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A warm hello to our friends and associates! Please enjoy this inaugural edition of The Bookmark: our new monthly e-newsletter about all things bookish at Farcountry Press. This month, we’d like to introduce you to a member of our staff, share some mind-blowing bird facts, get you behind the scenes with a landscape photographer, and more.
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What the...?
A woodpecker’s long tongue coils up inside its skull. The flicker’s tongue is so long that it curves into the base of the skull, winds up over the forehead, and attaches near the nostrils. Strong muscles shoot the tongue out and pull it back again—like a party blower or a tape measure. Tiny bones inside a casing of muscles add strength to this ant-eating tongue.
NAME: Kathy Springmeyer
TITLE: Director of Publications
YEARS AT FCP: 10
INTERESTING TIDBIT: Kathy has an ever-growing collection of office knick-knacks, which includes but is not limited to: a boxing nun, a cow skull, and Tiger Balm.
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The Going-to-the-Sun Road turns 75 this year! Learn more about this incredible feat of engineering here and here.
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Northern flicker
The northern flicker comes in a red-shafted form that lives in western states and a yellow-shafted form that inhabits eastern and northern areas of North America.
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Meet the Staff
Q/A with photographer Chuck Blackley

FCP: With the time you spend in the field, you must have some surprising wildlife encounters…
CHUCK: While I was hiking and photographing on the Appalachian Trail a few years ago, I startled a mother black bear and two small cubs not 30 feet from me. One cub immediately climbed a tree. The other ran directly toward me through the dense shrubs. The little guy was so small that all I could see was the rustling of the bushes as he sprinted in my direction. Suddenly, he popped up through the shrubs just a couple of feet from me and looked directly at me. His eyes grew large and he made an “o” with his mouth—just like in the cartoons. Immediately, he dropped back down and I again watch the rustling shrubs as he made a bee-line back to his mom. I guess he ran the wrong way the first time! In the split seconds of this encounter, I didn’t shoot one frame. Photography is much like fishing. Sometimes the best shots get away. However, being there is priceless.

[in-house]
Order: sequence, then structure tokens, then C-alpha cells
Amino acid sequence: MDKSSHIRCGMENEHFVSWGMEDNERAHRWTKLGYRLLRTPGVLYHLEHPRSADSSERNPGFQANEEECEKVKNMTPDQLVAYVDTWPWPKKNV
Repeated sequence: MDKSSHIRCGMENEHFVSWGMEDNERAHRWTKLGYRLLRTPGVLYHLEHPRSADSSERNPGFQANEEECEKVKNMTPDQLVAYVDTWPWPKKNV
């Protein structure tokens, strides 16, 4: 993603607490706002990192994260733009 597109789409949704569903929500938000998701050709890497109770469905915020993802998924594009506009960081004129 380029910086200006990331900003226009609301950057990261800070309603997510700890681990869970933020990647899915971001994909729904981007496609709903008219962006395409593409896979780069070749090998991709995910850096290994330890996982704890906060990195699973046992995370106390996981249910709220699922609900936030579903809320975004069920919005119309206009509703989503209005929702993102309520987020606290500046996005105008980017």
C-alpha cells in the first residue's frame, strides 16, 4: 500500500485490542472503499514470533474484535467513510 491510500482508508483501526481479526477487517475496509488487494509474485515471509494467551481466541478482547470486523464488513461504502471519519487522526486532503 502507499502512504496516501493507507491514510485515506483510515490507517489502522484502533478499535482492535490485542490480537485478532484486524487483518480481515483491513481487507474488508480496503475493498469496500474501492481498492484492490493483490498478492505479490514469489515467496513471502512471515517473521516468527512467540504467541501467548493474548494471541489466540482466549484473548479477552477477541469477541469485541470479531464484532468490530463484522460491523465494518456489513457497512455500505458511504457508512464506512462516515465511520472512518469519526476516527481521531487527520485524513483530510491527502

FCP: It seems that some potential photographic subjects run right up to you…but what’s your hardest-won photograph?
CHUCK: Two particularly hard-won photos appear in Blue Ridge Parkway Simply Beautiful. In the wee hours of a cold and snowy December morning, I arose and headed for the Parkway some 20 miles away. The weather forecast the night before called for the clouds to part early. Being on the Parkway for that would be special. In recent years in western Virginia where we live, there are only one or two snowfalls per winter when photographic conditions are ideal.  I had set out in the dark that morning hoping that this would be one of them. After driving on mostly salted main roads, I turned onto the 4-mile stretch of country road that parallels the Parkway. Slipping and sliding on what proved to be ice, not snow, I made my way to the point where that road is closest to Humpback Rocks and parked. Donning my ski pants, snow gators, and down coat, I set out in the light of dawn on the 1.5-mile trek along the Parkway through the ice-covered snow to the Humpback Rocks Farmstead. My luck was good.  No cross-country skiers had been there first, and the clouds were just beginning to part. Ice hung in the trees, and new snow blanketed the area. It was magical. Within one hour the sun had melted the snow from the trees and the scene was crisscrossed with ski trails. The best part is that the resulting photos do the scene justice—a happy result of preparation and being blessed with perfect conditions. (See thumbnail at right. Click on thumbnail or here to see larger)

FCP: Any product tips for gear junkies?
CHUCK: Last year we replaced our old aluminum Gitzo tripod with a new carbon tripod that is so much lighter and just as sturdy. It is a joy to use. This model is the GT3540XLS. It weighs only 4.3 pounds and will extend from 3.5 inches to 6.5 feet. With that height range, we rarely have a situation where this tripod will not provide the platform we need.
We've been getting excellent feedback about our new release, Bird Feats of Montana! We wanted to share, so here are a few facts from page 20 of the book. The author, Deborah Richie Oberbillig, has been busy promoting the book with signings (See slideshow below. Download full size pdf slideshow by clicking here) and even a little video (to view click here). Awesome!
Happy Birthday
Feats of authordom! Congratulations to author Caroline Patterson and designer Shirley Machonis for their work on Who Pooped at the Zoo? San Diego Zoo, winner of the Bronze Award for juvenile nonfiction by ForeWord Magazine. Kudos to author Jack Horner, editor Jessica Solberg, and designer Shirley Machonis for their work on Digging Up Dinosaurs, a finalist in the same category. Find full list of awards here.
Next month... we plan to have more new and fun info, another Q&A, and much, much more. So keep us bookmarked!

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